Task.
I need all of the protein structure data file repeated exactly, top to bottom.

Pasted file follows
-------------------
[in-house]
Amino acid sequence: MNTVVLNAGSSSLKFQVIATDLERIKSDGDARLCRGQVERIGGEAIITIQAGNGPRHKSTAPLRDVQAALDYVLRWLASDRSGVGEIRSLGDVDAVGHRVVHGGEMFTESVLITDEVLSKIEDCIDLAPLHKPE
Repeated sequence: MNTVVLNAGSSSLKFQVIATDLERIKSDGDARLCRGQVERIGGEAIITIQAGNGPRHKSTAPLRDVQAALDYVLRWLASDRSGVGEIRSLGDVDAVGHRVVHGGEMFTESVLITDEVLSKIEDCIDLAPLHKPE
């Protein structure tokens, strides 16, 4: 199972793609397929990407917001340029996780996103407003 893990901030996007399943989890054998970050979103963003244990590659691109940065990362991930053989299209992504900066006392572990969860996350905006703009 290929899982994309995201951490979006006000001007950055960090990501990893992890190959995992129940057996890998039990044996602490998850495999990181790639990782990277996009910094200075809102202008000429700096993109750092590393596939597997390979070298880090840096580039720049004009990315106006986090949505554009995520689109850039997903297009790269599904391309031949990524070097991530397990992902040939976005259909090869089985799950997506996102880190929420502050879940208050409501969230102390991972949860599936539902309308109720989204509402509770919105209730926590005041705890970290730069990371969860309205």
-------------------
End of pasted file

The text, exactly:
[in-house]
Amino acid sequence: MNTVVLNAGSSSLKFQVIATDLERIKSDGDARLCRGQVERIGGEAIITIQAGNGPRHKSTAPLRDVQAALDYVLRWLASDRSGVGEIRSLGDVDAVGHRVVHGGEMFTESVLITDEVLSKIEDCIDLAPLHKPE
Repeated sequence: MNTVVLNAGSSSLKFQVIATDLERIKSDGDARLCRGQVERIGGEAIITIQAGNGPRHKSTAPLRDVQAALDYVLRWLASDRSGVGEIRSLGDVDAVGHRVVHGGEMFTESVLITDEVLSKIEDCIDLAPLHKPE
């Protein structure tokens, strides 16, 4: 199972793609397929990407917001340029996780996103407003 893990901030996007399943989890054998970050979103963003244990590659691109940065990362991930053989299209992504900066006392572990969860996350905006703009 290929899982994309995201951490979006006000001007950055960090990501990893992890190959995992129940057996890998039990044996602490998850495999990181790639990782990277996009910094200075809102202008000429700096993109750092590393596939597997390979070298880090840096580039720049004009990315106006986090949505554009995520689109850039997903297009790269599904391309031949990524070097991530397990992902040939976005259909090869089985799950997506996102880190929420502050879940208050409501969230102390991972949860599936539902309308109720989204509402509770919105209730926590005041705890970290730069990371969860309205």